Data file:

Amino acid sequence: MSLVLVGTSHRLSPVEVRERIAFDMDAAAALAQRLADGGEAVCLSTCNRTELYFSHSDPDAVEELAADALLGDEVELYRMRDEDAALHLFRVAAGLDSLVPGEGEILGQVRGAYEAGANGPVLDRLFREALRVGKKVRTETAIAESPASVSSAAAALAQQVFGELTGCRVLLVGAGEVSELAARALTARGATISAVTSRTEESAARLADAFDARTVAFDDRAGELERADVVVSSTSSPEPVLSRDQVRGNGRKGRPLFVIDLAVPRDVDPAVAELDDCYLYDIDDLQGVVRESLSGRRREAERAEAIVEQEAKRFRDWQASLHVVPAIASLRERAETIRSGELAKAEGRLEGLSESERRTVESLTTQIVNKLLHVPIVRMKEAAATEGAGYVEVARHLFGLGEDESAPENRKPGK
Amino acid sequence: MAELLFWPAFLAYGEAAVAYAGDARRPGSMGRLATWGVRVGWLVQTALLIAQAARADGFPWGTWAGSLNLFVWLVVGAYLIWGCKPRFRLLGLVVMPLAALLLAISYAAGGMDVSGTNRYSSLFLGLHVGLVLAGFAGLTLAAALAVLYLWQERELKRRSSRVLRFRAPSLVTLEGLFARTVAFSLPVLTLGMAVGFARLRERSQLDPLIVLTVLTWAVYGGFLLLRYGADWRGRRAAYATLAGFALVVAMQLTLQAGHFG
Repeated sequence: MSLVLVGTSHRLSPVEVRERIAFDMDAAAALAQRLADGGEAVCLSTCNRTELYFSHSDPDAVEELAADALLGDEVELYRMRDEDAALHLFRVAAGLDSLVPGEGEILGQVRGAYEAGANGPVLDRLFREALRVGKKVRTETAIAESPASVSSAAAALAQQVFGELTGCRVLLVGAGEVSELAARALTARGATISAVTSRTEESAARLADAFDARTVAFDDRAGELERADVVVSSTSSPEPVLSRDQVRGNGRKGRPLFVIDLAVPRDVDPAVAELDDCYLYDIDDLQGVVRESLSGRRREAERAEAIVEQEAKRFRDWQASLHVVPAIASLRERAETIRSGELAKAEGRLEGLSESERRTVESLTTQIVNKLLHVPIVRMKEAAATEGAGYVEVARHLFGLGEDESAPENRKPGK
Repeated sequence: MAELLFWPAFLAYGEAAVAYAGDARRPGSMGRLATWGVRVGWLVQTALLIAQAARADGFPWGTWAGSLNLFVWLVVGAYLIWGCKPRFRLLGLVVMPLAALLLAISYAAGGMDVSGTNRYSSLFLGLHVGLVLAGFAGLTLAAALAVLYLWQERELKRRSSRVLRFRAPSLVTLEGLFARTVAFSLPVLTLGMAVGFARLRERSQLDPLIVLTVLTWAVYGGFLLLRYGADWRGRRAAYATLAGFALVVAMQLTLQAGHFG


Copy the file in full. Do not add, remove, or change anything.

Amino acid sequence: MSLVLVGTSHRLSPVEVRERIAFDMDAAAALAQRLADGGEAVCLSTCNRTELYFSHSDPDAVEELAADALLGDEVELYRMRDEDAALHLFRVAAGLDSLVPGEGEILGQVRGAYEAGANGPVLDRLFREALRVGKKVRTETAIAESPASVSSAAAALAQQVFGELTGCRVLLVGAGEVSELAARALTARGATISAVTSRTEESAARLADAFDARTVAFDDRAGELERADVVVSSTSSPEPVLSRDQVRGNGRKGRPLFVIDLAVPRDVDPAVAELDDCYLYDIDDLQGVVRESLSGRRREAERAEAIVEQEAKRFRDWQASLHVVPAIASLRERAETIRSGELAKAEGRLEGLSESERRTVESLTTQIVNKLLHVPIVRMKEAAATEGAGYVEVARHLFGLGEDESAPENRKPGK
Amino acid sequence: MAELLFWPAFLAYGEAAVAYAGDARRPGSMGRLATWGVRVGWLVQTALLIAQAARADGFPWGTWAGSLNLFVWLVVGAYLIWGCKPRFRLLGLVVMPLAALLLAISYAAGGMDVSGTNRYSSLFLGLHVGLVLAGFAGLTLAAALAVLYLWQERELKRRSSRVLRFRAPSLVTLEGLFARTVAFSLPVLTLGMAVGFARLRERSQLDPLIVLTVLTWAVYGGFLLLRYGADWRGRRAAYATLAGFALVVAMQLTLQAGHFG
Repeated sequence: MSLVLVGTSHRLSPVEVRERIAFDMDAAAALAQRLADGGEAVCLSTCNRTELYFSHSDPDAVEELAADALLGDEVELYRMRDEDAALHLFRVAAGLDSLVPGEGEILGQVRGAYEAGANGPVLDRLFREALRVGKKVRTETAIAESPASVSSAAAALAQQVFGELTGCRVLLVGAGEVSELAARALTARGATISAVTSRTEESAARLADAFDARTVAFDDRAGELERADVVVSSTSSPEPVLSRDQVRGNGRKGRPLFVIDLAVPRDVDPAVAELDDCYLYDIDDLQGVVRESLSGRRREAERAEAIVEQEAKRFRDWQASLHVVPAIASLRERAETIRSGELAKAEGRLEGLSESERRTVESLTTQIVNKLLHVPIVRMKEAAATEGAGYVEVARHLFGLGEDESAPENRKPGK
Repeated sequence: MAELLFWPAFLAYGEAAVAYAGDARRPGSMGRLATWGVRVGWLVQTALLIAQAARADGFPWGTWAGSLNLFVWLVVGAYLIWGCKPRFRLLGLVVMPLAALLLAISYAAGGMDVSGTNRYSSLFLGLHVGLVLAGFAGLTLAAALAVLYLWQERELKRRSSRVLRFRAPSLVTLEGLFARTVAFSLPVLTLGMAVGFARLRERSQLDPLIVLTVLTWAVYGGFLLLRYGADWRGRRAAYATLAGFALVVAMQLTLQAGHFG